Can my Wages be Paid into a UK Bank Account?
Q.I am going to Jordan to work as a nanny for 18 months. My employer will be paying my wages directly into my bank account. Can these wages be paid into UK bank account and will I be charged anything? Also will I get taxed if my wages are paid into my UK bank account?
There is no inherent reason why your salary in Jordan could not be paid into your bank account in the UK. You will need to ask your employer in Jordan whether they are willing to do that, though. Not all employers are.
In general, banks in the UK will charge a small fee for receiving a payment from abroad. Usually this will be about £5 - £10. If the payment is made in a foreign currency, they will convert it to Sterling at their own exchange rate. This may not be as competitive as the exchange rates you could find with third-party foreign exchange dealers, so you should watch out for some losses there.
You don’t make clear whether you will need your salary to live on while you are in Jordan or whether your basic living arrangements will be taken care of otherwise. If you’re planning to withdraw cash in local currency from your local bank account via ATMs, for example, you would be facing currency exchange loss in both directions, and will usually have to pay special service charges for accessing your account from foreign ATMs too. This could eat into your salary significantly.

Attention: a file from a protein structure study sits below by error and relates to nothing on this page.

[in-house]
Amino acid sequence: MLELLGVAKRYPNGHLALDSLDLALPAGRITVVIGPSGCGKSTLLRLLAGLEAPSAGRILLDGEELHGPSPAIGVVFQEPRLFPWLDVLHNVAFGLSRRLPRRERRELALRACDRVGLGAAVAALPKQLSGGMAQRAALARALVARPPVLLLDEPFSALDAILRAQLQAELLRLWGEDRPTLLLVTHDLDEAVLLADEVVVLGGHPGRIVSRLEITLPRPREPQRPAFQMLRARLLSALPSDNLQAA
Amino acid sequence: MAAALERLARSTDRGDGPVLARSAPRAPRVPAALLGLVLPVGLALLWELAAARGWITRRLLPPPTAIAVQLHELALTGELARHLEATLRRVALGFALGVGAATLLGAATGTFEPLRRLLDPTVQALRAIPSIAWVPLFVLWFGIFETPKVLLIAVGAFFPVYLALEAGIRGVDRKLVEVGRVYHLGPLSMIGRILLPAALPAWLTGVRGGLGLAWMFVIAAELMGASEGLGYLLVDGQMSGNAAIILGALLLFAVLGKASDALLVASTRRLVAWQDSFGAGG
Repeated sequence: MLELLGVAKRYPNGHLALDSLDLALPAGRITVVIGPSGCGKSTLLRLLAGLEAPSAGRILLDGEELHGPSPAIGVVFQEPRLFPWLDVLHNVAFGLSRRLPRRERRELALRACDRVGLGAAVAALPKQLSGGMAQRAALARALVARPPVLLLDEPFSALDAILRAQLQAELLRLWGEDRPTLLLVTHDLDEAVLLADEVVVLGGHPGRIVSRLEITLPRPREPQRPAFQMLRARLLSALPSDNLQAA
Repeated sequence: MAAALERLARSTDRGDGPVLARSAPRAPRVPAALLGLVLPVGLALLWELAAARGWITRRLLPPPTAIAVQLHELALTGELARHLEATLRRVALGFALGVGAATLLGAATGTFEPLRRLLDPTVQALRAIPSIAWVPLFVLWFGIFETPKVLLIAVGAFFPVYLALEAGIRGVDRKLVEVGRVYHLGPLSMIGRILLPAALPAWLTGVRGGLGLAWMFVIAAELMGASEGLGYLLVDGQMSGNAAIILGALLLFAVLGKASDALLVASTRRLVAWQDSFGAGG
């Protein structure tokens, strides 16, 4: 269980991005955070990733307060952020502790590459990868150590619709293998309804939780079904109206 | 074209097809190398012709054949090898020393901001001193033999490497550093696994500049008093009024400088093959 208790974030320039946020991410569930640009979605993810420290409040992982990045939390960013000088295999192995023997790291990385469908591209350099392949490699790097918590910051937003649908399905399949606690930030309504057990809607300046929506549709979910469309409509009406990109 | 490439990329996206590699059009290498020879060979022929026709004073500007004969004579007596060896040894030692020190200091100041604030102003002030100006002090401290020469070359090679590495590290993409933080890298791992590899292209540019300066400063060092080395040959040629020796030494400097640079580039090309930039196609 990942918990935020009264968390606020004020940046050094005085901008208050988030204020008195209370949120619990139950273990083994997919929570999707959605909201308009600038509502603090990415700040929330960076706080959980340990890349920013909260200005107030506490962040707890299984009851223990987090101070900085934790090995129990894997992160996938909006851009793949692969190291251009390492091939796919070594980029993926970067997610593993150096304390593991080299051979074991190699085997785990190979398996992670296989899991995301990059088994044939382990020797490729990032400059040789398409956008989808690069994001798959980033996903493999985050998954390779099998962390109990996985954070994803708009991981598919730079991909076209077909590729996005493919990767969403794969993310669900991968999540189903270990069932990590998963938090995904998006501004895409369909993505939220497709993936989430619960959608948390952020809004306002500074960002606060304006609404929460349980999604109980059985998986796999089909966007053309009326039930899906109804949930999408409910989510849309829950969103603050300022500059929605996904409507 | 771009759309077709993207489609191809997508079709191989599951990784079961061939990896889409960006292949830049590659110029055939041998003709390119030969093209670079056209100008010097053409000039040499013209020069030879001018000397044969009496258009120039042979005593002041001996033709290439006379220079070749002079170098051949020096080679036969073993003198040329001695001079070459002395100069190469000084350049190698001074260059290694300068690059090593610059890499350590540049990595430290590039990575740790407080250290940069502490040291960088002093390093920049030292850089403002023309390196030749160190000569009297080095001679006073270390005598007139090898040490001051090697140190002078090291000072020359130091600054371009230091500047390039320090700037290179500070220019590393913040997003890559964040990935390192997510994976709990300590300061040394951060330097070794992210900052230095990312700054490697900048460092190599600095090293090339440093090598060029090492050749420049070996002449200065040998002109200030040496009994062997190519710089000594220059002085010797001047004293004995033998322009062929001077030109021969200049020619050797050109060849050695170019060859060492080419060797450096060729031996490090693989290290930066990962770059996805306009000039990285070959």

Whether you have tax liability in the UK will depend partly on when you leave. If you spend more than 183 days in the UK during the tax year (6 April – 5 April of the following year) you are regarded as resident in the UK for tax purposes, and will be taxed on your worldwide income for that year. So, if you went to Jordan in November, say, after spending the rest of the year in Britain, you would be subject to British taxes on all of your income. However, sometimes the Revenue agrees to split the year up into resident and non-resident portions.
There is a double taxation treaty between Jordan and the UK so you should not be taxed on the same income twice. You would just need to explain it to the appropriate authorities in both cases. In general, if your income has been taxed in Jordan, it should not also be taxed in the UK. Sometimes, Middle Eastern countries offer special tax-free working arrangements to Westerners, however. If you have one of those, it is possible the UK taxman will want a piece. Look into creating an offshore account if you want another layer of protection.